High-Powered Marshmallow Shooter

This was a one night project;  to build the ultimate high-powered air-assisted marshmallow shooter (well, or just a better one than the regular blow-gun style guns found everywhere).  The shooter had to be used the next day in a shoot-out, so only one evening could be dedicated to design and fabrication.  To keep things simple, I wanted to restrict the parts to standard PVC fittings available at Home Depot (with the one exception of the inner barrel, as you’ll see below).  I also wanted to avoid any adhesives, glue, fasteners or taping in the construction.  This was to save time and to make it easy to take the shooter apart for cleaning.  Basically, it should be easy to put together and take apart.

Rewind two days…

For my daughter’s birthday, we set up a station where all the kids could build their own marshmallow shooters out of 0.5″ PVC pipe and fittings.  This was a big hit at his year’s Maker Faire, and she wanted to do the same thing at her party.  A quick trip to Home Depot, 80′ of PVC pipe, bags of connectors, and an hour with the miter saw, and we had all the parts for 30 shooters (oh, plus 5 rolls of patterned Duck Tape to decorate them).

It was a big hit, they worked well and the kids loved them, spending the afternoon shooting each other with mini marshmallows (that, or stuffing the marshmallows in their mouths as fast as they could before their parents found out).  Either way, everyone left happy.

A few days later, I was to test my best design for a shooter against that of one of the party’s guests (who had a pretty good traditional shooter).  Since the rules were, build the best shooter you could, I quickly decided to give myself a little “edge”, and build an air-powered shooter.  But I also wanted to fix one glaring problem with the traditional PVC marshmallow shooters.

What’s the problem?

Here’s the design for a typical 0.5″ PVC marshmallow shooter found around the internet.

It’s made from 0.5″ Schedule 40 PVC pipe.  1×6″ pipe, 6×4″ sections, two T connectors, two elbows and two end caps.  Put them together, and you have a marshmallow gun.  It works well, but not fantastic.

Here’s the problem.  The average size of a typical marshmallow is about 0.5″

(take this measurement with a grain of salt… this one just happened to be 0.5000″ on one side, some are larger, some are smaller, and they are very soft and compressible).

When you insert a marshmallow into the barrel of a 0.5″ PVC pipe, there is a pretty big gap between the marshmallow and the inside of the tube.

A portion of the air that is used to propel the marshmallow will escape around the projectile.

A barrel with a slightly smaller diameter would be ideal, and it turns out that one exists.

0.5″ PVC has an internal diameter of 0.617″.  Tap Plastics sells an Acrylic tube with an internal diameter of 0.488″, slightly smaller than an average marshmallow, but pretty close.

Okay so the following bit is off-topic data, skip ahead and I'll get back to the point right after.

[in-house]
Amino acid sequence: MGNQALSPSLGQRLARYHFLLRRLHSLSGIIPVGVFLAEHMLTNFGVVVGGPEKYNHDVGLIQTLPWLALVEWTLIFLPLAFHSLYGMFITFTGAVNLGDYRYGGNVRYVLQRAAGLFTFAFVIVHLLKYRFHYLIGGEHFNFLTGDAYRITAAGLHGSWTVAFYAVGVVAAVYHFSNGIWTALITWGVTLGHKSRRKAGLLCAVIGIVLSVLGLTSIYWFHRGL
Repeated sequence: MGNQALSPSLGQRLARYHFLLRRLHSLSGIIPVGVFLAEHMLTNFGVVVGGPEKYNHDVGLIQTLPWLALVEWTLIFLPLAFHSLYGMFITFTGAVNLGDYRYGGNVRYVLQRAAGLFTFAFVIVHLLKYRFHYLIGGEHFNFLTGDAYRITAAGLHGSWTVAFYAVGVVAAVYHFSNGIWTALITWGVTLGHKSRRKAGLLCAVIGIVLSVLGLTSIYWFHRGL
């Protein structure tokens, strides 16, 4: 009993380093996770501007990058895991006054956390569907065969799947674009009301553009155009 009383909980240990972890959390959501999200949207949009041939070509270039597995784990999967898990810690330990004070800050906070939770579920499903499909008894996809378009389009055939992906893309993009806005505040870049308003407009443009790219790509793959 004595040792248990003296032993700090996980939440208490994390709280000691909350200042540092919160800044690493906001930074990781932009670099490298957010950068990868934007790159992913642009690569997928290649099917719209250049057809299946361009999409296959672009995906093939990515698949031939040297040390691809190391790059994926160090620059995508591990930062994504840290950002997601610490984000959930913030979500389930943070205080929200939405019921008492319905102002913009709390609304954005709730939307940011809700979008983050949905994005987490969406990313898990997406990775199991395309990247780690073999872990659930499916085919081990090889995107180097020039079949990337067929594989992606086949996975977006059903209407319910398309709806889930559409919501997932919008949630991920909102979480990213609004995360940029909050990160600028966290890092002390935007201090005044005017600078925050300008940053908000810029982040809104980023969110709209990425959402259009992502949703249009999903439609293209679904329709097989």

(also note, marshmallow diameter changes depending on freshness and duration of air exposure.  The longer they sit out in the open, the smaller than diameter gets, they also tend to decrease in diameter after firing).

This tube looked perfect, but it’s just an acrylic tube, you still have to build an impressive shooter around it.

Fortunately, this tube fits (tightly) inside a 0.5″ PVC tube, allowing you to create a second, internal barrel.

The Prototype

Since the shooter will be air powered, it will get it’s air supply from a portable air tank.  To test the new tube, we had to pick a nozzle for the air canister that we would use.

Harbor Freight sells a prefect air gun kit which supplied us with the trigger for the shooter for $3.99.

I tested various nozzles in the air gun, but the tiny orifices really resisted the volume of air that that was available.  In the end, the best results were obtained from the largest opening, or no nozzle at all.

A few pieces of cut pipe, and we had ourselves a prototype:

This worked great, the marshmallow flew out of the barrel at high speed.

The Marshmallow Cannon

I figured the final design had to be be big and impressive looking,  1.25″ PVC was selected for the outer barrel.  It allowed us to easily mount the new Acrylic Barrel inside and provided a substantial looking shooter.

For effect, I drilled out a series of “vent” holes in the barrel.  Why?  Well, every big cannon looking gun in the movies has them, so our shooter should as well.

Fortunately, the DRO on the milling machine made this a very quick operation.  Eleven holes were drilled in three rows with a 1/4″ bit around the outer barrel.

The next thing we needed was a sight, and the ultimate in marshmallow sights has to be a red laser sight.

Fortunately, I just received a great little 4mw red laser module from All Electronics.  It had a current limiting PCB attached, so you just powered it with 3V and it was good to go.  For the power source, a 3V Litium CR123 battery was used.  That should allow this to last for some time.  I had a set of spring loaded CR123 battery terminals, and this allowed for the battery connections.  For effect, a high-powered red LED was added to show that the laser was engaged.

The circuit is straight forward enough, 3V to the laser diode and the LED in parallel with a 30 ohm limiting resister.

All of this was packaged inside a section of 1″ PVC pipe.  The switch was mounted into a 1″ PVC end cap.

A few inches of blue tape around the laser module made for a snug fit inside a small section of the same acrylic tubing that we were using for the main barrel.

The finished laser sight, with LED mounted at the top.  Note, a #10 drill bit is the perfect diameter for a 5mm LED, and provides a very snug fit with no need for an LED holder or any glue to secure it.

The laser is mounted inside a short section of the same 5/8″ acrylic tube used for the inner barrel.  It turns out it’s almost the same diameter as the laser module.  A PVC reducer is used to mount that acrylic tube into the 1″ PVC tube that houses the laser assembly.

It works!

Now, on the main design.  For a shooter of this size, we figured that two handles were appropriate to wield such a weapon.

The overall length of each section doesn’t really matter, you can make it any length, the key will be to in cutting the inner acrylic tube to fit inside your outer barrel.